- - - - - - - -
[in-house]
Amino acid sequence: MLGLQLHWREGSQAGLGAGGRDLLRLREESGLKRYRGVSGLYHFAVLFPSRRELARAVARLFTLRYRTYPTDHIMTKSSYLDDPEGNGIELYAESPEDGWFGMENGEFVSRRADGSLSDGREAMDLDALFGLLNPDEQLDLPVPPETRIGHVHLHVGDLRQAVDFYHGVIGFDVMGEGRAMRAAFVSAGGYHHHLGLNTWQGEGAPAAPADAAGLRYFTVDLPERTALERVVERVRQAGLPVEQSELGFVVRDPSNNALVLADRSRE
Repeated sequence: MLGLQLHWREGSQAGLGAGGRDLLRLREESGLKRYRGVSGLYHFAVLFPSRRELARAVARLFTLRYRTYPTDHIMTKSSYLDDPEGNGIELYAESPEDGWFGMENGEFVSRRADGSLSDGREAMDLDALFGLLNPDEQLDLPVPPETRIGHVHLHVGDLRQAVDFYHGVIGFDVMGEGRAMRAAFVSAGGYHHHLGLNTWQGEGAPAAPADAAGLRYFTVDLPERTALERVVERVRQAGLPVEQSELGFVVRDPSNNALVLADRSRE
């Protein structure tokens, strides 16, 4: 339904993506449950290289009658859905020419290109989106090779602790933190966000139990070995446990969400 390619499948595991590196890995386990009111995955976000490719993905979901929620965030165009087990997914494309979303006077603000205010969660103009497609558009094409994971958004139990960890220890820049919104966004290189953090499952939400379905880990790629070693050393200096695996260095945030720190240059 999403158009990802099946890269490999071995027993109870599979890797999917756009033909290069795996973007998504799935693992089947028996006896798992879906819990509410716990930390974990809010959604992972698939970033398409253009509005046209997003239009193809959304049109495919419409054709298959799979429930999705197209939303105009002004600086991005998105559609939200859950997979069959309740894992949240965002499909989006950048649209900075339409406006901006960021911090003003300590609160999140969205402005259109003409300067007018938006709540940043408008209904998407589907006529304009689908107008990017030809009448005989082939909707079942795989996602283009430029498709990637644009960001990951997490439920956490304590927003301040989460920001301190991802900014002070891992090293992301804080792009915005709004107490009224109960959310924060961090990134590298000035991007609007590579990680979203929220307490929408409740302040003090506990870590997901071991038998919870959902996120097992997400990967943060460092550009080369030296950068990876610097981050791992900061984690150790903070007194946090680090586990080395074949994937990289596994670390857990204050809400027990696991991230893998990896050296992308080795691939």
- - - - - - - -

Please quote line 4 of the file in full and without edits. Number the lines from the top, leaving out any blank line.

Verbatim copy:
């Protein structure tokens, strides 16, 4: 339904993506449950290289009658859905020419290109989106090779602790933190966000139990070995446990969400 390619499948595991590196890995386990009111995955976000490719993905979901929620965030165009087990997914494309979303006077603000205010969660103009497609558009094409994971958004139990960890220890820049919104966004290189953090499952939400379905880990790629070693050393200096695996260095945030720190240059 999403158009990802099946890269490999071995027993109870599979890797999917756009033909290069795996973007998504799935693992089947028996006896798992879906819990509410716990930390974990809010959604992972698939970033398409253009509005046209997003239009193809959304049109495919419409054709298959799979429930999705197209939303105009002004600086991005998105559609939200859950997979069959309740894992949240965002499909989006950048649209900075339409406006901006960021911090003003300590609160999140969205402005259109003409300067007018938006709540940043408008209904998407589907006529304009689908107008990017030809009448005989082939909707079942795989996602283009430029498709990637644009960001990951997490439920956490304590927003301040989460920001301190991802900014002070891992090293992301804080792009915005709004107490009224109960959310924060961090990134590298000035991007609007590579990680979203929220307490929408409740302040003090506990870590997901071991038998919870959902996120097992997400990967943060460092550009080369030296950068990876610097981050791992900061984690150790903070007194946090680090586990080395074949994937990289596994670390857990204050809400027990696991991230893998990896050296992308080795691939």